Hagee told the story of meeting Mark Biltz at the CFI event in his church in 2012 in a way that was shockingly similar to his explanation in the book – avoiding any mention of Biltz’s voluminous research on the subject and the fact that he had discovered it and thoroughly chronicled it over a four-year period prior to their meeting. In fact, Mark Biltz had become known alternately as “the blood moons pastor” and “Blood Moons Biltz.”
Pressed for more details on whether he or Biltz discovered the phenomenon, Hagee said he got the idea by studying the Bible and researching NASA’s historical charts of blood moon tetrads. There was no further mention of Biltz, and Hagee again used the “discovery” word: “It dawned on me that God is using the heavens as a billboard. And when I got on the Internet and discovered these four blood moons that had happened and would happen, I literally levitated out of my seat.”
Biltz and I decided it was time to clear the air with Hagee. It seemed to both of us that he was moving closer and closer to hijacking Biltz’s discovery with his immense audience and impressive marketing machine.
…the errors are: (1) an allegation that Hagee asserted he was the “discoverer” of the four blood moons phenomenon; (2) an allegation that Hagee does not credit Biltz for his relevant efforts; (3) an implication that Hagee took the term “God’s billboard” from Biltz; (4) an allegation that Hagee used inaccurate dates in his discussions of previous tetrads (5) an implication that Biltz is not prominently featured in Hagee’s Four Blood Moons film; and (6) an allegation that Hagee supports so-called dual-covenant theology.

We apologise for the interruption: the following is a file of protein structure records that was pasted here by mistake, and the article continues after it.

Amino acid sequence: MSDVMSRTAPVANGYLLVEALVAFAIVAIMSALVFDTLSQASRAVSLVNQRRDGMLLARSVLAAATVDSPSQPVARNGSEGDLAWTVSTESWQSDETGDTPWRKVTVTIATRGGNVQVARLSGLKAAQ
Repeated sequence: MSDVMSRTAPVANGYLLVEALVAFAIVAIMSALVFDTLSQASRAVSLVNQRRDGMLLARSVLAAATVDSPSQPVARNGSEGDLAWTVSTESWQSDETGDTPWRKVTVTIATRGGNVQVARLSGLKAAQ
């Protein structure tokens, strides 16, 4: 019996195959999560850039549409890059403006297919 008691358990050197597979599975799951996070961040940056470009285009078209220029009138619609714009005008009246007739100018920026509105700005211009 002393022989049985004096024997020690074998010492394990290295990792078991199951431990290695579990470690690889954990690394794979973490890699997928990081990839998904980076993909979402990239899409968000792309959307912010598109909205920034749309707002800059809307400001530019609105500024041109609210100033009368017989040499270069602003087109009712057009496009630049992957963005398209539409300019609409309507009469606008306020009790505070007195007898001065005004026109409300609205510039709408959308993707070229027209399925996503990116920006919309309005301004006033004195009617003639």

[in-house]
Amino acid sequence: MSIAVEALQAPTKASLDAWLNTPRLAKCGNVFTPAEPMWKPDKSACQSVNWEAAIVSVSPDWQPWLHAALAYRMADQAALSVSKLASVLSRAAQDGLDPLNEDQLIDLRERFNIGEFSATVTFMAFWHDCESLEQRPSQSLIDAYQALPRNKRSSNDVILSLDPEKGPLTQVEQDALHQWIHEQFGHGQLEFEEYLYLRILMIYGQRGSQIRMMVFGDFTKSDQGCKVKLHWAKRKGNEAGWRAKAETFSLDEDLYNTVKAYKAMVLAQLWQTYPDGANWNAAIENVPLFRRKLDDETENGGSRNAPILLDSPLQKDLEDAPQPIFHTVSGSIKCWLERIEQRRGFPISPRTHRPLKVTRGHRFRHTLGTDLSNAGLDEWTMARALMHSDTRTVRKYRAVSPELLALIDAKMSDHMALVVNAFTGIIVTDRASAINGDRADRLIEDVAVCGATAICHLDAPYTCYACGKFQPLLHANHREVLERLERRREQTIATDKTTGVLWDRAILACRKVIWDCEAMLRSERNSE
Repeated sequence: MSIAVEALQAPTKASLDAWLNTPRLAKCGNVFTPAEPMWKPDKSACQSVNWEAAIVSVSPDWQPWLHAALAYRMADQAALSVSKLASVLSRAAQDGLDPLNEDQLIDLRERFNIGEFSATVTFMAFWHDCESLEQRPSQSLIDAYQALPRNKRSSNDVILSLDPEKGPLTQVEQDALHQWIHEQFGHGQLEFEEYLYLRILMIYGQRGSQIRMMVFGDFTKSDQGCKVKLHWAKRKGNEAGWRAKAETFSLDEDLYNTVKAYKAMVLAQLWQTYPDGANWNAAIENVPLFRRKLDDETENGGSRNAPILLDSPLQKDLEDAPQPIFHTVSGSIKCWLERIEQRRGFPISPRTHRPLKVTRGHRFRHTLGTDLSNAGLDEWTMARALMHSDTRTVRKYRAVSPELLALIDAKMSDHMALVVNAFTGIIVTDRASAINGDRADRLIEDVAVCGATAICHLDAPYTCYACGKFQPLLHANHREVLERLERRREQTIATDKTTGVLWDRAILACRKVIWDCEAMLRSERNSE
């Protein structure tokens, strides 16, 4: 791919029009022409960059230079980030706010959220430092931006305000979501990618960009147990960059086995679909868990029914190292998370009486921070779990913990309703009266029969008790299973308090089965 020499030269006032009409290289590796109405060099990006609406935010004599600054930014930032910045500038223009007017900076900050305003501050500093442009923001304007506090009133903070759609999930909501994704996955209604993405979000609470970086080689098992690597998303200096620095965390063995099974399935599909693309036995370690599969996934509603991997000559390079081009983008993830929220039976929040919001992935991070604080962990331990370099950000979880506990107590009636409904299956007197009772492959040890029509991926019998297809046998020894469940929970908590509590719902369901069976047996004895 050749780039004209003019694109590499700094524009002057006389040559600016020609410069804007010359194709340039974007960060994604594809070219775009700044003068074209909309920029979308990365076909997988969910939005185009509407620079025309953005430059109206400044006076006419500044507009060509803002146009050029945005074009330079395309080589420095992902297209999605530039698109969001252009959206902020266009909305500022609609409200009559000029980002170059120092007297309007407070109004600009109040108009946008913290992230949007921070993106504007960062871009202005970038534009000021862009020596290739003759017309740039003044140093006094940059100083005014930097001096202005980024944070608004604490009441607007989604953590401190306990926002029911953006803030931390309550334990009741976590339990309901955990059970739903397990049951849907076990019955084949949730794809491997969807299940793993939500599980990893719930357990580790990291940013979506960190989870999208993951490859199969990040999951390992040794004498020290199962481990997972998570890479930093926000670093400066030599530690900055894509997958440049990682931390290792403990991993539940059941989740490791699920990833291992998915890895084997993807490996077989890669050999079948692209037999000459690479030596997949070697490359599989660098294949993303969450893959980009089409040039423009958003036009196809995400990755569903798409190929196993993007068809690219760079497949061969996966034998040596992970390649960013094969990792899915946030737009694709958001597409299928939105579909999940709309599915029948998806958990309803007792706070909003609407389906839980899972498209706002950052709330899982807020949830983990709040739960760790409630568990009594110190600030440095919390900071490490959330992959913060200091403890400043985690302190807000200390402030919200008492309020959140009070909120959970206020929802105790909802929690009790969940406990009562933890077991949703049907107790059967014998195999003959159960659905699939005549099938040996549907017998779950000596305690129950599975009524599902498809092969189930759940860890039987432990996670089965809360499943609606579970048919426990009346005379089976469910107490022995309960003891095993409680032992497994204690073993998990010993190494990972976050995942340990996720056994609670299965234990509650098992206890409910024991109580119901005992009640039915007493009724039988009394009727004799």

Based on these errors, Morgenstern is asking WND to correct the errors in the aforementioned articles. Morgenstern stated:
“Under normal circumstances, given their complete inaccuracy, I would expect both pieces to be removed with the publisher’s apologies, but as [Joseph] Farah is the driving force behind this narrative, the publisher of the outlet that posted the pieces, and WND has not even bothered to provide readers with the name of the author of the pieces, we’ve strayed quite far from normal circumstances.”
“While these facts clearly call into question WND‘s objectivity, they pale in comparison to the conflict of interest associated with Farah’s apparent financial stake in advancing this false narrative. Not surprisingly, in the piece, WND repeatedly advertises and links to purchase options of Biltz’s relevant book and film—which as the WND piece mentions, Farah is, respectively, publisher and producer (relevant screenshots are available upon request).”
As I read this story, I found myself having a vision of dueling prophets, each certain God gave to them the Four Blood Moons revelation. Prophets, walk forty paces, turn and fire. May the best prophet win. Of course, this story has little to do with revelations or prophets and everything to do with PROFIT and PREEMINENCE.
I ask, what would Jesus do?
Just another amusing day in the Evangelical Christian Ghetto. Personally, I am looking forward to the next blood moon, or what we call here in the Midwest a full moon or harvest moon. The next time the moon is large and orange in the sky, I plan to be outside with my camera and tripod hoping to shoot the moon in all its glory. Too bad Hagee, Farah, and Biltz will be too busy arguing over who owns the rights to the show to enjoy it.